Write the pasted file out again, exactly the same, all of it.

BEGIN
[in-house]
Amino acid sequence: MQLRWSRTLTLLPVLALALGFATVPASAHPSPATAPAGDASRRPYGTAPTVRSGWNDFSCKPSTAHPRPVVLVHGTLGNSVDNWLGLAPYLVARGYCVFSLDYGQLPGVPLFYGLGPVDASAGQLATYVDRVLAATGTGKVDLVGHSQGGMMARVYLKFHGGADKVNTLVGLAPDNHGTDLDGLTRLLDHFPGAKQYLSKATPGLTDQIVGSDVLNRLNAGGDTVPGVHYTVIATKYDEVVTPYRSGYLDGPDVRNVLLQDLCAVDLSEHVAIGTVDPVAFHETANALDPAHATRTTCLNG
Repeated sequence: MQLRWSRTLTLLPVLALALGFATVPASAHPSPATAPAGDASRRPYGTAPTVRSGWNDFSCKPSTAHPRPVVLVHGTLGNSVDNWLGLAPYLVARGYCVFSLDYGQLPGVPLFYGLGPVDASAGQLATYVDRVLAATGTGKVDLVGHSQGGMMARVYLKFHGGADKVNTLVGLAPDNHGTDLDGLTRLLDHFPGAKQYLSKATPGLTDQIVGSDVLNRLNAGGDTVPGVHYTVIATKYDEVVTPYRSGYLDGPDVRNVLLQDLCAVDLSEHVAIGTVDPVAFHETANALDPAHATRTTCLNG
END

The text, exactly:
[in-house]
Amino acid sequence: MQLRWSRTLTLLPVLALALGFATVPASAHPSPATAPAGDASRRPYGTAPTVRSGWNDFSCKPSTAHPRPVVLVHGTLGNSVDNWLGLAPYLVARGYCVFSLDYGQLPGVPLFYGLGPVDASAGQLATYVDRVLAATGTGKVDLVGHSQGGMMARVYLKFHGGADKVNTLVGLAPDNHGTDLDGLTRLLDHFPGAKQYLSKATPGLTDQIVGSDVLNRLNAGGDTVPGVHYTVIATKYDEVVTPYRSGYLDGPDVRNVLLQDLCAVDLSEHVAIGTVDPVAFHETANALDPAHATRTTCLNG
Repeated sequence: MQLRWSRTLTLLPVLALALGFATVPASAHPSPATAPAGDASRRPYGTAPTVRSGWNDFSCKPSTAHPRPVVLVHGTLGNSVDNWLGLAPYLVARGYCVFSLDYGQLPGVPLFYGLGPVDASAGQLATYVDRVLAATGTGKVDLVGHSQGGMMARVYLKFHGGADKVNTLVGLAPDNHGTDLDGLTRLLDHFPGAKQYLSKATPGLTDQIVGSDVLNRLNAGGDTVPGVHYTVIATKYDEVVTPYRSGYLDGPDVRNVLLQDLCAVDLSEHVAIGTVDPVAFHETANALDPAHATRTTCLNG